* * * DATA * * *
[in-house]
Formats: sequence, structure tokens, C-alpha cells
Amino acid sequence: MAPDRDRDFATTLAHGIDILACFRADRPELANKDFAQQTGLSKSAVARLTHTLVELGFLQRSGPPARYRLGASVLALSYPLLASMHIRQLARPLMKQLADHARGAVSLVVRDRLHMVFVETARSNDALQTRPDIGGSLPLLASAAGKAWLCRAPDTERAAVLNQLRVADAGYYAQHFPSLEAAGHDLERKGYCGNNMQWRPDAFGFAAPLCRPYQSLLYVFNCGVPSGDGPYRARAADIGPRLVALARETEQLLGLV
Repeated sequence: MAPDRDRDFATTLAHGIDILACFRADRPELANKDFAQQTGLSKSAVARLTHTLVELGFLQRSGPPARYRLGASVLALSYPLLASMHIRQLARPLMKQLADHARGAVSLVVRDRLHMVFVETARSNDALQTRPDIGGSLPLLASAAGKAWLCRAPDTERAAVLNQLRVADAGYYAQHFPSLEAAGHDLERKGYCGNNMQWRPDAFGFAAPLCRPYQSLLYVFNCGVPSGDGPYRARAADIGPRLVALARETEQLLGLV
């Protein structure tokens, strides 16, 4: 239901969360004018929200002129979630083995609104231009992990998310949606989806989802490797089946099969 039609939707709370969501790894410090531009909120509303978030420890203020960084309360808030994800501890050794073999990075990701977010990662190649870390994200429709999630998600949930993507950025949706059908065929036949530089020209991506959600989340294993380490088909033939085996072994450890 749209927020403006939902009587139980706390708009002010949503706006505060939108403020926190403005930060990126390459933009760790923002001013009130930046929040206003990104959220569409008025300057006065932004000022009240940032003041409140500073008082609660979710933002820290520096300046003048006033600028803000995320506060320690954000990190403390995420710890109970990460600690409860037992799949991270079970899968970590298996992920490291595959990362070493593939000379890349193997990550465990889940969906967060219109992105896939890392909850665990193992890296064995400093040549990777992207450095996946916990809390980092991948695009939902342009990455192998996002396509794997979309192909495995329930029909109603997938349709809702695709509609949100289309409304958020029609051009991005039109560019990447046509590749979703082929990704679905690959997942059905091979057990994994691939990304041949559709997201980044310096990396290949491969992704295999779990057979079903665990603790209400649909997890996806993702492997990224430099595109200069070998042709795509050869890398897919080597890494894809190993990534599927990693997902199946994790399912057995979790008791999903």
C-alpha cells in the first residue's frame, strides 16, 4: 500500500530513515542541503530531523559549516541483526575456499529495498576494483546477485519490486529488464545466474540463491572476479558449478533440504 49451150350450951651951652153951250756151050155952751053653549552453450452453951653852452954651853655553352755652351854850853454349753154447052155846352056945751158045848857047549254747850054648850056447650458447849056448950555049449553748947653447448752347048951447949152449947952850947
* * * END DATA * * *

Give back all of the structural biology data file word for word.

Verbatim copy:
[in-house]
Formats: sequence, structure tokens, C-alpha cells
Amino acid sequence: MAPDRDRDFATTLAHGIDILACFRADRPELANKDFAQQTGLSKSAVARLTHTLVELGFLQRSGPPARYRLGASVLALSYPLLASMHIRQLARPLMKQLADHARGAVSLVVRDRLHMVFVETARSNDALQTRPDIGGSLPLLASAAGKAWLCRAPDTERAAVLNQLRVADAGYYAQHFPSLEAAGHDLERKGYCGNNMQWRPDAFGFAAPLCRPYQSLLYVFNCGVPSGDGPYRARAADIGPRLVALARETEQLLGLV
Repeated sequence: MAPDRDRDFATTLAHGIDILACFRADRPELANKDFAQQTGLSKSAVARLTHTLVELGFLQRSGPPARYRLGASVLALSYPLLASMHIRQLARPLMKQLADHARGAVSLVVRDRLHMVFVETARSNDALQTRPDIGGSLPLLASAAGKAWLCRAPDTERAAVLNQLRVADAGYYAQHFPSLEAAGHDLERKGYCGNNMQWRPDAFGFAAPLCRPYQSLLYVFNCGVPSGDGPYRARAADIGPRLVALARETEQLLGLV
């Protein structure tokens, strides 16, 4: 239901969360004018929200002129979630083995609104231009992990998310949606989806989802490797089946099969 039609939707709370969501790894410090531009909120509303978030420890203020960084309360808030994800501890050794073999990075990701977010990662190649870390994200429709999630998600949930993507950025949706059908065929036949530089020209991506959600989340294993380490088909033939085996072994450890 749209927020403006939902009587139980706390708009002010949503706006505060939108403020926190403005930060990126390459933009760790923002001013009130930046929040206003990104959220569409008025300057006065932004000022009240940032003041409140500073008082609660979710933002820290520096300046003048006033600028803000995320506060320690954000990190403390995420710890109970990460600690409860037992799949991270079970899968970590298996992920490291595959990362070493593939000379890349193997990550465990889940969906967060219109992105896939890392909850665990193992890296064995400093040549990777992207450095996946916990809390980092991948695009939902342009990455192998996002396509794997979309192909495995329930029909109603997938349709809702695709509609949100289309409304958020029609051009991005039109560019990447046509590749979703082929990704679905690959997942059905091979057990994994691939990304041949559709997201980044310096990396290949491969992704295999779990057979079903665990603790209400649909997890996806993702492997990224430099595109200069070998042709795509050869890398897919080597890494894809190993990534599927990693997902199946994790399912057995979790008791999903």
C-alpha cells in the first residue's frame, strides 16, 4: 500500500530513515542541503530531523559549516541483526575456499529495498576494483546477485519490486529488464545466474540463491572476479558449478533440504 49451150350450951651951652153951250756151050155952751053653549552453450452453951653852452954651853655553352755652351854850853454349753154447052155846352056945751158045848857047549254747850054648850056447650458447849056448950555049449553748947653447448752347048951447949152449947952850947